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As Bush arrives in Latin America, he may leave the Midwest behind

Agriculture.com Staff 03/08/2007 @ 2:47pm

President Bush's first stop in a visit to Latin America this week is Brazil, where he is expected to discuss a U.S.-Brazil ethanol accord while visiting that country's president, Luiz Inácio Lula da Silva.

The pact, which President Lula may sign when he visits Bush again in Washington at the end of this month, would set up uniform standards for ethanol made by the two countries. And it would encourage other nations in the Western Hemisphere to make and use biofuels.

But reports that the two nations might build a plant to process ethanol in the Caribbean and Lula's criticism of the U.S.54 cent-a-gallon tariff on ethanol imports both have Midwestern members of Bush's own party nervous.

Two of them, Senator Charles Grassley of Iowa and John Thune of South Dakota, called a news conference Wednesday to "warn the administration against undermining ethanol."

Grassley was careful to praise Bush for past support for U.S. ethanol.

"President Bush's record on ethanol is better than any other president's record," Grassley said. But, "we don't want to replace U.S. dependence on foreign oil with foreign ethanol," he said. "We want to see an even greater focus on domestic production."

Thune praised Bush's fence-mending trip to Latin America, but added "ethanol is not a diplomatic poker chip."

Bob Dinneen, president of the ethanol trade group, the Renewable Fuels Association, explained that the 54-cent-per-gallon tariff criticized by Brazilians, is in place to offset a U.S. tax credit of 51 cents a gallon that goes to blenders of both domestic and imported ethanol.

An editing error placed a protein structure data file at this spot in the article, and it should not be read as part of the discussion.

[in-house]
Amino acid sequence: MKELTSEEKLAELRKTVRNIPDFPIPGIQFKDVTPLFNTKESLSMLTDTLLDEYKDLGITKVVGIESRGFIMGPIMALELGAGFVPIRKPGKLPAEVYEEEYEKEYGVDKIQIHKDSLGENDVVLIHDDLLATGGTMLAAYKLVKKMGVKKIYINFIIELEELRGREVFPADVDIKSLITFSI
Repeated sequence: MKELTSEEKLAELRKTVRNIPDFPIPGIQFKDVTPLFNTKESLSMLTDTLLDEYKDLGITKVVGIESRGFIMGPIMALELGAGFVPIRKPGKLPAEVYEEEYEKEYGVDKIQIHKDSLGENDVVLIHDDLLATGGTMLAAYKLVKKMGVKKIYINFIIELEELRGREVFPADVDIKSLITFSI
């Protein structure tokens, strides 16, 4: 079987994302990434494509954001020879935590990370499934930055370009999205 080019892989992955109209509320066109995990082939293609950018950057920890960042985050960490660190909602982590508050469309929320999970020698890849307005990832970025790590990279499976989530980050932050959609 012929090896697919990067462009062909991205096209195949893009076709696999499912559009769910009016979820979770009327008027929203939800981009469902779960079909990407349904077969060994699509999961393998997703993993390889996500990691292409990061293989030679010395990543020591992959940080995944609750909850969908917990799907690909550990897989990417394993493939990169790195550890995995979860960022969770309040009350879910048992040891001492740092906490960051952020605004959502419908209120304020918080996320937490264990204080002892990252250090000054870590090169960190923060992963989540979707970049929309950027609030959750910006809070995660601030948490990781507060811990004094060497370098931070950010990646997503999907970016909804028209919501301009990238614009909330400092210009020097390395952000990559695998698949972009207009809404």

"Simply put, the credit offset merely asks Brazilian ethanol producers to pay back the tax incentive for which their product is eligible. Congress correctly put this offset in place to prevent foreign ethanol industries access to American taxpayer dollars while not preventing access to the U.S. market," Dinneen said in a press release.

Still, there may be room for more limited work between the two countries to promote ethanol.

An aide to the Governor of the Brazilian state of Mato Grosso, Blairio Maggi, told Agriculture Online in an e-mail message Wednesday: "He {Maggi] agrees with the Iowa senator about his worries, but on the other hand, what we are expecting with the U.S.-Brazil ethanol accord is more than to be in the American market. We want to work with the States [on an] international basis, in order to supply Europeans, Asians and others with alternative fuels, as we can be very strong in this area. We don't want the U.S. to abandon its ethanol project and that's the way we think the accord will help both America and Brazil."

President Bush's first stop in a visit to Latin America this week is Brazil, where he is expected to discuss a U.S.-Brazil ethanol accord while visiting that country's president, Luiz Inácio Lula da Silva.

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